Tuesday, April 26, 2016

DIY Sensory Bridge

Hi friends! I am excited to share another DIY project: a sensory light bridge!
This is another easy peasy project that you can make in about an hour (thanks again to my awesome husband for making the frame). 
The original idea came because of the wedge mats (do you see them in the background--they are yellow and black). Many of the students in this class require a lot of physical support. The teacher and I were brainstorming about different ways we could provide instruction especially when the students are placed on the floor.

A light bulb went off for me and thought about having a PVC "bridge" that could hang items above students when they are on the floor. Check out how the idea turned out!

Sensory light bridge for blind kids
Different toys that create a sensory activity for kids with blindness. Use assistive technology to add light for kids with Cortical Vision Impairment
I hit up Lowe's and bought some PVC pipes. We bought the 2 inch pipes and caps. My hubby designed this to be broken down to two pieces (in the middle there is a T cap that connects them). The legs are a simple T stand. It took about 15 minutes to assemble (including cutting PVC pipe).

Now comes the fun part! Thanks to the teacher for taking this idea and making it awesome!! She added rope lights, garland, hanging toys that make sound, beads and paper lanterns. The lights and the CD player (it's on the ground) are hooked up to a switch (it's the big yellow button on the floor). 
Sensory light bridge for blind kids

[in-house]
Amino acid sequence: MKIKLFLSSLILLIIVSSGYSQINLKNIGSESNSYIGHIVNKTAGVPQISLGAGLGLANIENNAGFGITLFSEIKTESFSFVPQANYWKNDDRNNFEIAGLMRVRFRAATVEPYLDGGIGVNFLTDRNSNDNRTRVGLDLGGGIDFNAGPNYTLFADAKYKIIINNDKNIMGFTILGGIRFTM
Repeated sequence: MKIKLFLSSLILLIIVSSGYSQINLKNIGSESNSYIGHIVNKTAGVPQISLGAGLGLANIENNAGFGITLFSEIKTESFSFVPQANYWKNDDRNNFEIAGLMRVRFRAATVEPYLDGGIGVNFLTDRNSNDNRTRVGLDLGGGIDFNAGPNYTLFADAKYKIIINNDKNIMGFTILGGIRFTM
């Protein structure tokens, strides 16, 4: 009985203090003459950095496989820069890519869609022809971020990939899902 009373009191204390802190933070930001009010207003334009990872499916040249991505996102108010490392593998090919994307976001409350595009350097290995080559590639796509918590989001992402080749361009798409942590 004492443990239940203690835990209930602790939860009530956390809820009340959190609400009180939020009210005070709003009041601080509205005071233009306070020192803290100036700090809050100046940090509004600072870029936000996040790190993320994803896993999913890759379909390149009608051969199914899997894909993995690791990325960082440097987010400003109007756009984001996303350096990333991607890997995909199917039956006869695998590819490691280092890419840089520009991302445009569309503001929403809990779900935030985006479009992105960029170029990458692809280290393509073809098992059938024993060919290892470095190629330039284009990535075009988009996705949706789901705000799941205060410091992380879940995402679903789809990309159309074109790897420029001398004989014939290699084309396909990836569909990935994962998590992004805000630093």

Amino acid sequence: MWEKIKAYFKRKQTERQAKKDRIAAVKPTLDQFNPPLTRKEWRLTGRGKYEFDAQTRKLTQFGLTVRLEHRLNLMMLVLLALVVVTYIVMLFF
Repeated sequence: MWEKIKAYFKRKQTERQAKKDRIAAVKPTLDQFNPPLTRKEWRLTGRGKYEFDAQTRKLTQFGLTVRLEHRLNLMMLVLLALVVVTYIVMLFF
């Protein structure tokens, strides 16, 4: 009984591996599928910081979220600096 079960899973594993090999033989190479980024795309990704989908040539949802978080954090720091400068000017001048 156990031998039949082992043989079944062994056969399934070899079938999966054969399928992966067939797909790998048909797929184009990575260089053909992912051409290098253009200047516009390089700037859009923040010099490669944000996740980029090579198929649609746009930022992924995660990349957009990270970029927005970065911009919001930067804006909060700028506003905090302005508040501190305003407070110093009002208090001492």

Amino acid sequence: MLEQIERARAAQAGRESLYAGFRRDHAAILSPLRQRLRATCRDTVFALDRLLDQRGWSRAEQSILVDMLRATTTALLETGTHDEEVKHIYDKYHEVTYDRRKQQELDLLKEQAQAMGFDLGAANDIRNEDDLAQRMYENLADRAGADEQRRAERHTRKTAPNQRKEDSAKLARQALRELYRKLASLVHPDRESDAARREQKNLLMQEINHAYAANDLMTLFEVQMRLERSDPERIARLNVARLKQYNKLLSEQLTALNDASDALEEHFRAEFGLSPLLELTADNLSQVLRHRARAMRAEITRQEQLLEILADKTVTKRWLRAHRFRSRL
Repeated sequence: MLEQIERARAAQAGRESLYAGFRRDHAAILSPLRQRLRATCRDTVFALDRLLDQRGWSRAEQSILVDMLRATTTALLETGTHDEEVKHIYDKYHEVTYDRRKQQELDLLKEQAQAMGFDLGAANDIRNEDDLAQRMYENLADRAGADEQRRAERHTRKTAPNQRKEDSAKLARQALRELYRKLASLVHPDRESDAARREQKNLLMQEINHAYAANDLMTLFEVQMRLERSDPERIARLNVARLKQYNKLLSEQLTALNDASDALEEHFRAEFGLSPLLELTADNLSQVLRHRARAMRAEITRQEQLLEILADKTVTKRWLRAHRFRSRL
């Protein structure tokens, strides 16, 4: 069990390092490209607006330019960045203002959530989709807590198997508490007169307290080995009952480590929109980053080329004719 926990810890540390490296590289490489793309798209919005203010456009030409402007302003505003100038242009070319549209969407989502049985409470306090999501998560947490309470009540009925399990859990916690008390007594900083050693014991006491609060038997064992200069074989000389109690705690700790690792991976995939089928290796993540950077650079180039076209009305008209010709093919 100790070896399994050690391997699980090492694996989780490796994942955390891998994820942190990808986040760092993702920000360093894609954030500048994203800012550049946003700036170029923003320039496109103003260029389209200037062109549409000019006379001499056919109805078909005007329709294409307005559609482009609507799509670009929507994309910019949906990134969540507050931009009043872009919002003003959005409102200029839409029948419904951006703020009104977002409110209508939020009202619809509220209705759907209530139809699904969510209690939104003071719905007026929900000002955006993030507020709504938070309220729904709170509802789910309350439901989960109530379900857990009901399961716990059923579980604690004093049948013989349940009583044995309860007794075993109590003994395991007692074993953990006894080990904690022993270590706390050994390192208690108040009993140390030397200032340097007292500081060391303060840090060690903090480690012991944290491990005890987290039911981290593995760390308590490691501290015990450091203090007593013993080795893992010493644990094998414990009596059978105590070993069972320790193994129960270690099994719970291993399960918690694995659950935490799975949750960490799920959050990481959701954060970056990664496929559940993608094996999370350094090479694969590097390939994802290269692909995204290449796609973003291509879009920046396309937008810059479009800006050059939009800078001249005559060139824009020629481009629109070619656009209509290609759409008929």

The above picture shows the rope lights turned on and the below picture is with lights turned off. Look at how fun it is when the lights turned on! I love the versatility of the sensory bridge. The teacher uses the sensory bridge when the students are lying on the mat (notice how long many items are so students can bat at them) but you can also take the Rifton chairs and line them up (as pictured). The students take turns using the switch.

blind kids with sensory activity
Blind students can sit in their Rifton chairs to access sensory activity in a preschool classroom
As always, I will point out that these activities help provide Expanded Core Curriculum instruction. Can you see how? You can easily list assistive tech, orientation and mobility and sensory efficiency skills when students engage with the sensory bridge. Other areas such as self-determination (making choices and choosing to engage) and recreation and leisure (playing with items for fun) are also areas.   Keep in mind to be on the lookout for visual or auditory clutter! Know your students and know what overwhelms them. Think about slowly integrating items. Watch for students to "see" items. All in all, this project will cost you about $7 and is a great item for early childhood. Have fun!

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